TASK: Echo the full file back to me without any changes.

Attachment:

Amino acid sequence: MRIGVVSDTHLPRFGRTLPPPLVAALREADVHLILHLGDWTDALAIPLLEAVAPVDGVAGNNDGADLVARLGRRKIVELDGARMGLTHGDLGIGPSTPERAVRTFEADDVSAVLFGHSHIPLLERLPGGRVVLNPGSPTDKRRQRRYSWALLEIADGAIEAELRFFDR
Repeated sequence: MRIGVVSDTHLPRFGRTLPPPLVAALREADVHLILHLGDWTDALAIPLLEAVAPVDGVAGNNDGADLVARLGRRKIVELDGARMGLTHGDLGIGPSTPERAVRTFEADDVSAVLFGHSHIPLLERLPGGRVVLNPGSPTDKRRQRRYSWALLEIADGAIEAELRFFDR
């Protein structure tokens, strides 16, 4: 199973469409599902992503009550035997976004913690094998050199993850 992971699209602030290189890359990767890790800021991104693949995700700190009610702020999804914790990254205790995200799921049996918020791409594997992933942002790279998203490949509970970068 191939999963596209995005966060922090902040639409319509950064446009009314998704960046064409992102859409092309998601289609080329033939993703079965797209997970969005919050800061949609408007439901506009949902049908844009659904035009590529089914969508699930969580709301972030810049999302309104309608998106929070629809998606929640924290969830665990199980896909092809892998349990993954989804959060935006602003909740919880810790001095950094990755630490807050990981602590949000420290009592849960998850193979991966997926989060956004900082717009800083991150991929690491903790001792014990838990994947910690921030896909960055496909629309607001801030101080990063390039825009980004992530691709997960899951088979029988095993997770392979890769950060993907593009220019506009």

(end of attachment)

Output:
Amino acid sequence: MRIGVVSDTHLPRFGRTLPPPLVAALREADVHLILHLGDWTDALAIPLLEAVAPVDGVAGNNDGADLVARLGRRKIVELDGARMGLTHGDLGIGPSTPERAVRTFEADDVSAVLFGHSHIPLLERLPGGRVVLNPGSPTDKRRQRRYSWALLEIADGAIEAELRFFDR
Repeated sequence: MRIGVVSDTHLPRFGRTLPPPLVAALREADVHLILHLGDWTDALAIPLLEAVAPVDGVAGNNDGADLVARLGRRKIVELDGARMGLTHGDLGIGPSTPERAVRTFEADDVSAVLFGHSHIPLLERLPGGRVVLNPGSPTDKRRQRRYSWALLEIADGAIEAELRFFDR
């Protein structure tokens, strides 16, 4: 199973469409599902992503009550035997976004913690094998050199993850 992971699209602030290189890359990767890790800021991104693949995700700190009610702020999804914790990254205790995200799921049996918020791409594997992933942002790279998203490949509970970068 191939999963596209995005966060922090902040639409319509950064446009009314998704960046064409992102859409092309998601289609080329033939993703079965797209997970969005919050800061949609408007439901506009949902049908844009659904035009590529089914969508699930969580709301972030810049999302309104309608998106929070629809998606929640924290969830665990199980896909092809892998349990993954989804959060935006602003909740919880810790001095950094990755630490807050990981602590949000420290009592849960998850193979991966997926989060956004900082717009800083991150991929690491903790001792014990838990994947910690921030896909960055496909629309607001801030101080990063390039825009980004992530691709997960899951088979029988095993997770392979890769950060993907593009220019506009």